Trade shows are a part of the wholesale business in fashion and many designers often ask whether participating in one is right for them. At Nineteenth Amendment, we offered a discounted rate in partnership with Capsule for our designers to try for themselves. Nineteenth Amendment designer Rose Turner of Rosina~Mae shares with us her Capsule experience.
Let me start out by saying that participating in Capsule was a truly beneficial experience for my brand. Although I had known that I wanted to exhibit at Capsule for many years, I hadn’t really thought it possible yet. In earlier years, I had researched many shows, attending each show and expressing my interest to exhibit someday. I would circulate among exhibitors to ask about their experiences at the trade show and I paid close attention to what each of them said about why it had been good or bad. When I saw the opportunity to exhibit at Capsule at a heavy discount with Nineteenth Amendment, I knew it was time!
Capsule is open to industry professionals only, which makes it a great platform for any emerging brand to be a part of. The excitement of Market Week is similar to that of Fashion Week when well-heeled, retail buyers pound the pavement of NYC as they hurriedly make the rounds at Market to see and buy from their favorite brands. Designer fashions are displayed on hangers so buyers can see just how they would hang in their boutique and display in their store(s).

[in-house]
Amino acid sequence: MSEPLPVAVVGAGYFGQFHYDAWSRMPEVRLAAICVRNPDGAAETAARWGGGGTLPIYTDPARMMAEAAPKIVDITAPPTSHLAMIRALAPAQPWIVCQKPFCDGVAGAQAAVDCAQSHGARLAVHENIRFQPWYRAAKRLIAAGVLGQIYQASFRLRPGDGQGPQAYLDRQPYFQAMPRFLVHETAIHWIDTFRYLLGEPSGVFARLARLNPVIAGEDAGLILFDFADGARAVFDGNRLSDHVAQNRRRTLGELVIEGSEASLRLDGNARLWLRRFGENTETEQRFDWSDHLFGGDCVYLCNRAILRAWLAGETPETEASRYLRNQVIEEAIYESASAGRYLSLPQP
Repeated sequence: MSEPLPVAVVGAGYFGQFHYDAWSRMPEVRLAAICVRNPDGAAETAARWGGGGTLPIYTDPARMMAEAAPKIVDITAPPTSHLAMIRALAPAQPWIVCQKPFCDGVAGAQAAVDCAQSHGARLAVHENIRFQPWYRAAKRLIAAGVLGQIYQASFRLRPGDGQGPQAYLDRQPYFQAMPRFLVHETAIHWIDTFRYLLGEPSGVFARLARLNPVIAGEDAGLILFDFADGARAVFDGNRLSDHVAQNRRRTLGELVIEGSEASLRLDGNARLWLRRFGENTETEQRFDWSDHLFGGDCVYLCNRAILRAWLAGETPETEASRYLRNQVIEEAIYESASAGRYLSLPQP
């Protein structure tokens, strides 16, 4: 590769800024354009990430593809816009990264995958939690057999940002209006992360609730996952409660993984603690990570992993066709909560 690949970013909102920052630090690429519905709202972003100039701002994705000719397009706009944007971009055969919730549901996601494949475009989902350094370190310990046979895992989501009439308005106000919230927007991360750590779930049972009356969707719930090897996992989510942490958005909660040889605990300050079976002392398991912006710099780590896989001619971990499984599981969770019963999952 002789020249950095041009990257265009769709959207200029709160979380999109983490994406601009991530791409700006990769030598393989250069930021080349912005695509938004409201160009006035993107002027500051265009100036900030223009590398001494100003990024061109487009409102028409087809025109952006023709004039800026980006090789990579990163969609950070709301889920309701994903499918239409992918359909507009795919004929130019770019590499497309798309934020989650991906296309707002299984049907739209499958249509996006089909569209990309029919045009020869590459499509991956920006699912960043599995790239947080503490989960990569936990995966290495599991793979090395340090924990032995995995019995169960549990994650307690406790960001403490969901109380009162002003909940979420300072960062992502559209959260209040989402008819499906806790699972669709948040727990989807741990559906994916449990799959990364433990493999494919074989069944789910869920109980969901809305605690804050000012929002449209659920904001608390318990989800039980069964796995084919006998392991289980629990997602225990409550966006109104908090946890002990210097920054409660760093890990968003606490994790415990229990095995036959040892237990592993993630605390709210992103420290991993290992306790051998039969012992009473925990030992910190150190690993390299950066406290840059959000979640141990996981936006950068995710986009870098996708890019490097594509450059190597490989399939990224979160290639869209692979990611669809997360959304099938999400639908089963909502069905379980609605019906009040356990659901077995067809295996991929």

All of my research paid off while I was in the process of exhibiting at Capsule Women’s this past February. I felt surprisingly ready. I displayed my best work and current look-book. Each item was tagged and marked with the wholesale price. I had some goodies for interested buyers and attendees that happened to wander over and I felt genuinely proud of my work. A stylist friend even helped spruce up my display.
On day 2 of exhibiting, I noticed that something was off about the placement of my booth. While on the first day, there was good foot traffic and interest… it seemed that the sign that had been added on the second day (which displayed the entrance to my section more prominently) was actually obstructing the view of my area. I found that people were confused and thought that I had two racks instead of one. They weren’t understanding my branding because of the way the rack was facing. Finally, after much thought and discussion, I simply decided to switch my rack around so it faced the entrance. This opened the area more.
Upon reflection, regardless of how my rack was displayed, I think my clothes were able speak for themselves. Meaning, for the most part, the right people still noticed my brand regardless. And, the valuable connections made were just that: connections. What happens next is all in the follow-up! I do realize that planning well definitely helped manifest my positive trade show experience, but sometimes it can be purely chance just who you’ll run into.
Think trade shows are right for your brand? Sign up to become a designer now and get the discounted Nineteenth Amendment Designer rate.